Baby Boomers Head Back to College: Common Concerns and Solutions

Non-traditional Student

(Photo Credit: The Guardian)

Attracted by better opportunities and the chance to embrace learning, baby boomers are returning to college in droves, and even those who aren’t interested in enrolling in classes are moving to college towns for the intergenerational communities, diverse culture, and lively atmosphere.  One of the many boomers who has enrolled in college for a second act, sixty-one year old Alan Moore, walked on to the football field at Faulkner University two years ago and became the oldest person to ever play college ball, according to The Week.  Although few of his peers are playing ball, the transition to college is one that takes as much bravery and skill as football.

If you’ve just decided to embark on this journey, know that you are not alone.  The rest of your generation is right there with you, and it has many of the same concerns and worries that you have. Questions about lifestyles, moving, getting an adequate amount of guidance, and understanding the terminology can be daunting.

Lifestyle

Just because you don’t plan to rush a frat or ever do a keg stand doesn’t mean that you cannot find a comfortable lifestyle in a college town.  Many college towns are designing communities to meet the needs of baby boomer students.  AARP has a detailed list of retirement communities located on or near campuses in towns all over the country.  You’ll find communities near top universities like the Holy Cross Village at Notre Dame, University Place at Purdue, and The Forest at Duke.  You’ll discover dedicated retirement communities near numerous state higher education institutions as well.  Before moving, contact the student services department at the institution you plan to attend and ask someone about living options.

Moving

Saddled with debt for years, many boomers are selling their homes and moving to college towns, as The New York Times reports, but this trend isn’t the most affordable option for everyone.  Some boomers who have paid off their homes or who enjoy their communities need to stay put, and this can make attending college a bit more difficult.  Locating a program at Collegeonline.org allows you to complete your degree without having to move or sacrifice any of your current financial stability.

Seeking Help

Not all baby boomers are headed to college on an educational lark.  Many are pursuing degrees to give themselves a leg up in the employment arena during the last decade and a half of their working years. Without the right support, this endeavor can be overwhelming.  Programs like the Plus 50 Initiative are crafted to aid working boomers to complete a postsecondary degree.  Thus far, Plus 50 has helped more than 24,000 students retrain for postmodern careers, according to Plus50.aacc.nche.edu.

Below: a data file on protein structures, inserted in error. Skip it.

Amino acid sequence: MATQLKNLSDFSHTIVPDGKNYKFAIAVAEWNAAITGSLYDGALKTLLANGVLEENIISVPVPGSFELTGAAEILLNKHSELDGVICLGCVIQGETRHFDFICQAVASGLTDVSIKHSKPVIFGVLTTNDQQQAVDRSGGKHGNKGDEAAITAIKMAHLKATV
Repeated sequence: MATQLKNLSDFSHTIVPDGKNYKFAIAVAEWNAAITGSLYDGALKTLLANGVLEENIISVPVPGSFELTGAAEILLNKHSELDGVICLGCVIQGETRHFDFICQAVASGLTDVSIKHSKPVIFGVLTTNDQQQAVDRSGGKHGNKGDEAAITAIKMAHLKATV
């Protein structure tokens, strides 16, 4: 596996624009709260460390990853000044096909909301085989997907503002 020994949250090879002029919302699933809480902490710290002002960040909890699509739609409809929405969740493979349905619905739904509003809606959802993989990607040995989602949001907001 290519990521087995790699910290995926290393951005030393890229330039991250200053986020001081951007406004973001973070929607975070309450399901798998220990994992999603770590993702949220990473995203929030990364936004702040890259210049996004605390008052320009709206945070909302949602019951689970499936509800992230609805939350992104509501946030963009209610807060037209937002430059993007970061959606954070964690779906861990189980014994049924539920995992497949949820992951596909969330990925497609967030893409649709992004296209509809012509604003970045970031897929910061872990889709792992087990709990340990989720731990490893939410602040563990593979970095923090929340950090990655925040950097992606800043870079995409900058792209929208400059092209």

If your institution is not involved with the Plus 50 program, it may still have resources to support you. Rather than letting older students get lost in the shuffle, higher education institutions are concentrating on attracting and assisting them, as divulged by University Business.  Kim Larson-Cooney of Arapahoe Community College posits that the sheer volume of boomer students makes it important to cater to them, while Robin Ambrozy of West Virginia University sites the generation’s unbeatable work ethic as the primary reason that colleges should work with these students.

Terminology

One of the hurdles many boomers face is understanding college language itself.  From “FAFSA” to “interdisciplinary,” the college landscape is full of new and strange concepts.  According to TheFreeDictionary.com, some of the most critical terms that you need to understand are defined as follows:

FAFSA (Free Application for Federal Student Aid) – Before starting your program, you must fill out this form to determine your eligibility for grants or low interest loans.

Certificates vs. Degrees – Certificates are typically offered by community colleges, and they certify that you have an adequate amount of technical knowledge about a particular subject.  A degree indicates that you have studied a broad range of subjects with a focus on one.  Whether you need a certificate or a degree depends on your career objectives.

Transcript – This is a record of grades and courses from your previous schools.  If older students cannot obtain old high school or college transcripts, some institutions will let them bypass that part of the application.

Interdisciplinary – Rather than offering courses than can be clearly defined as history, math, or biology, colleges are now offering interdisciplinary or hybrid courses that mix different subjects together. At many schools, you can even make up your own interdisciplinary major.

Work-Study – Work-study programs offering on-campus jobs for students who need an extra financial boost.

Prepare to hit the books; the schools are ready for you.

Antonio Maurice Daniels

University of Wisconsin-Madison

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